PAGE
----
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CMake Essentials Series – Part 1

Tom Hulton-Harrop
By Tom Hulton-Harrop | 05 Oct, 2022

This series aims to give an overview of some of the most useful functionality in CMake and how to apply it in O3DE.

Motivation

CMake is the most widely used build system in the C++ community and understanding how best to use it unlocks a whole host of possibilities when it comes to C++ development in O3DE. Project setup becomes a breeze and integration with open-source projects is made much simpler.

Example

To begin this series we’ll show the minimum amount of code required to get a ‘Hello, World!’ application up and running. First, create a new folder and in it create an empty main.cpp and CMakeLists.txt file.

1

mkdir cmake-essentials-part1 && cd cmake-essentials-part1
touch main.cpp && touch CMakeLists.txt

The CMakeLists.txt file looks like this:

cmake_minimum_required(VERSION 3.15) # 1
project(cmake-essentials-part1 LANGUAGES CXX) # 2
add_executable(${PROJECT_NAME}) # 3
target_sources(${PROJECT_NAME} PRIVATE main.cpp) # 4
target_compile_features(${PROJECT_NAME} PRIVATE cxx_std_17) # 5

First we set the CMake version (#1). This line always has to come first in a top-level CMakeLists.txt file (3.15 is a safe bet but feel free to pick a newer version).

Next is the project command (#2), this should immediately follow cmake_minimum_required (LANGUAGES is optional but good practice).

We then create the target to build (#3), in this case an executable (${PROJECT_NAME} maps to cmake-essentials-part1, the name set in the project command).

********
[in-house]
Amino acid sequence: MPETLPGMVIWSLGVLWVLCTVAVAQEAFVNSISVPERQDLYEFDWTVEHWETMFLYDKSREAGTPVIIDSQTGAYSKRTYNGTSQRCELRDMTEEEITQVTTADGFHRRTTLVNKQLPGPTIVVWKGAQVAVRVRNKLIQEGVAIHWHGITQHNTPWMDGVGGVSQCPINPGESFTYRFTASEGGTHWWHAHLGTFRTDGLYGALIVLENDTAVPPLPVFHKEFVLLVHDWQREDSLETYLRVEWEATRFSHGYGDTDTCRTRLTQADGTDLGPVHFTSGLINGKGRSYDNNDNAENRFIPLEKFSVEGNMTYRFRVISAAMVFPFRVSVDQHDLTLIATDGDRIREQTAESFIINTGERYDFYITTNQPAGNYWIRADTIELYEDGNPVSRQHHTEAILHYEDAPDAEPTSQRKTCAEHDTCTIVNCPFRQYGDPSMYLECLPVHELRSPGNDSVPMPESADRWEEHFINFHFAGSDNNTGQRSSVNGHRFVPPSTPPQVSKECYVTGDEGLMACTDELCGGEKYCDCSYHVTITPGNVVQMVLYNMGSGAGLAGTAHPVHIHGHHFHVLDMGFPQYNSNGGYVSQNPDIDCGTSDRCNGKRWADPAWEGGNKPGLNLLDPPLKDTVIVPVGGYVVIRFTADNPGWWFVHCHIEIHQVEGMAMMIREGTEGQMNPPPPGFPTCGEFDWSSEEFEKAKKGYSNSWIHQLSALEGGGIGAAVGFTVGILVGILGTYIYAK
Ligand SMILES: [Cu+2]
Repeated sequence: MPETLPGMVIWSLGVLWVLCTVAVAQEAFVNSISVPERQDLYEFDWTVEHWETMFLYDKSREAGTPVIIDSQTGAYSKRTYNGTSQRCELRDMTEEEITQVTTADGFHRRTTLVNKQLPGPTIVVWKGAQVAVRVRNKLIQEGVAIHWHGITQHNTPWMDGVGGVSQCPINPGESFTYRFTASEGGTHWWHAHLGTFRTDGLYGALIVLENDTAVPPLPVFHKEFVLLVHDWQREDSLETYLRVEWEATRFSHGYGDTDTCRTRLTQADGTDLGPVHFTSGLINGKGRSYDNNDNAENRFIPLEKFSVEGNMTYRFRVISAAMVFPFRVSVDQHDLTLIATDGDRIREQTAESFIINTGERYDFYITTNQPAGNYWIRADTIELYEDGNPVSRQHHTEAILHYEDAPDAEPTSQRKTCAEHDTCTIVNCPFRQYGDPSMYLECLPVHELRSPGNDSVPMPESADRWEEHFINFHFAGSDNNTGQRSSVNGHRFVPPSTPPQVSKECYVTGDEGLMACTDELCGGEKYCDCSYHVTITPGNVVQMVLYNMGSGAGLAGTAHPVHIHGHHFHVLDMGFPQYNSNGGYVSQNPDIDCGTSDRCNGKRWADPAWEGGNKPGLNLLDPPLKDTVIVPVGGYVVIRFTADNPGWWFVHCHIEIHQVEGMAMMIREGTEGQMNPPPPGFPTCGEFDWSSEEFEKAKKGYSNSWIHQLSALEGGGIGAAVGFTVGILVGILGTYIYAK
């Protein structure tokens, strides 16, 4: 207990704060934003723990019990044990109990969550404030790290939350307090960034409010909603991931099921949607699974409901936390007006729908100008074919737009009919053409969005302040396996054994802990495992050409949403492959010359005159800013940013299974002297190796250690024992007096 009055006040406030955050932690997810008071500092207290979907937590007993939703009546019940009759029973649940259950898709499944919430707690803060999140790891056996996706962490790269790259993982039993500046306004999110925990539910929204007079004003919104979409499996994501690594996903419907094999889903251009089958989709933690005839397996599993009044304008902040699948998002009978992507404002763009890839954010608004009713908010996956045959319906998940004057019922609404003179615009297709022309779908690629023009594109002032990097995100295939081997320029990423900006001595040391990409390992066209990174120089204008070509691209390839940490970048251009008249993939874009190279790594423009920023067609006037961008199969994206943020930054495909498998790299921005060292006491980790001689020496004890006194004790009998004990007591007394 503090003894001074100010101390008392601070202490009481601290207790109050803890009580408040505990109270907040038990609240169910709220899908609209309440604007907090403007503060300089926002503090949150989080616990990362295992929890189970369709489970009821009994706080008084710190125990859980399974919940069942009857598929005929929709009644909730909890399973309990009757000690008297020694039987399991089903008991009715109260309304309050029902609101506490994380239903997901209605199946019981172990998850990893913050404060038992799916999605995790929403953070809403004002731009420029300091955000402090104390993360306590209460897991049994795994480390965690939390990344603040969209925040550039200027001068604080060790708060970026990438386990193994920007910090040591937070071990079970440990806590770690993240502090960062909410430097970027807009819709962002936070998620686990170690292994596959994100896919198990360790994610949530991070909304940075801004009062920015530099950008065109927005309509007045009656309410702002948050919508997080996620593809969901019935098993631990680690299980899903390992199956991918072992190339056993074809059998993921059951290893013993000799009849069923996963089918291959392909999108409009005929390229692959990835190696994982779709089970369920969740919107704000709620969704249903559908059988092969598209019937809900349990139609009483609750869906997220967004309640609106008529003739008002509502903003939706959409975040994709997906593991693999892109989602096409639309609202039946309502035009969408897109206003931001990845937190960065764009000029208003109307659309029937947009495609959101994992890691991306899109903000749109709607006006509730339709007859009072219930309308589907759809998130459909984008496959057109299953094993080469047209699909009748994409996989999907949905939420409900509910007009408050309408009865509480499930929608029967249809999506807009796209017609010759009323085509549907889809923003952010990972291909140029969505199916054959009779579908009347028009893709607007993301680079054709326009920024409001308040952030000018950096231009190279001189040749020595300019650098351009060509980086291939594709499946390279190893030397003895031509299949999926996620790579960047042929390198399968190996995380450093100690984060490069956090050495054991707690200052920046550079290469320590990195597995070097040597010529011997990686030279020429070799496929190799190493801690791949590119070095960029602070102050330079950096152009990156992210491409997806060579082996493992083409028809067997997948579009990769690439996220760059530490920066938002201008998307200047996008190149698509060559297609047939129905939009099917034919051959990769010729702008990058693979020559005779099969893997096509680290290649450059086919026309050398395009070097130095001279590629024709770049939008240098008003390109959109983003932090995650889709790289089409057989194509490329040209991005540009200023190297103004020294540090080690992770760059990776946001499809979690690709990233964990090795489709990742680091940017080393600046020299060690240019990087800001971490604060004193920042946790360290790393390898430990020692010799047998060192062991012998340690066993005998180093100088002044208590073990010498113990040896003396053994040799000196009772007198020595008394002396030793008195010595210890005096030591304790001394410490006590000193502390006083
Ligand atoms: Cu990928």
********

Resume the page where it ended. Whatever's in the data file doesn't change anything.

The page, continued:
Following that we set the sources to be built (#4). As with all1 target_ commands we must specify the scope of the items – here we use PRIVATE as these files are not going to be relied on by some downstream dependency.

Finally we set the C++ version (#5), which again is not strictly required but good practice (note we’re not touching compiler flags here, CMake will handle this for us).

1 Technically not all target commands require scope, but it’s best practice to always provide this even if legacy commands work without it.

main.cpp should look familiar:

#include <iostream>
int main(int argc, char argv[]) {
    std::cout << "Hello, World!\n";
    return 0;
}

With that setup, the last thing to do is to run CMake.

> cmake -S . -B build # 1
> cmake --build build # 2

The first line (#1) will run the CMake configure step to generate host build files. On Windows this will likely default to Visual Studio and can be specified with -G.

The following line (#2) will invoke whatever build system the configure step generated and leave your application in the build folder. With Visual Studio this will be build/Debug/cmake-essentials-part1.exe.

Deliberation

This might seem like mildly more work than opening Visual Studio and creating a project from there, but the massive advantage to this approach is you’ve now created a completely portable C++ program you can build from source on any operating system that supports CMake (most do!). You can easily share this with someone else to quickly build a demo application and even better, with only a few more commands it’s possible to start integrating third-party libraries. (No more searching through include paths and linker settings in Visual Studio configuration windows.)

Further Reading

One of the most widely recommended talks on CMake is an excellent presentation by Daniel Pfeifer titled ‘Effective CMake’:

C++ Now 2017: Daniel Pfeifer “Effective CMake” by Daniel Pfeifer

It covers a lot of ground and gives a thorough introduction to the current CMake landscape and best practices.

To be continued…

In the next entry in this series we’ll look at bringing in some third-party dependencies to our project.

Disclaimer: The views expressed here are those of the individual author and do not represent those of the Open 3D Foundation, Open 3D Engine or individual’s respective company.

Check out the other parts of the series:

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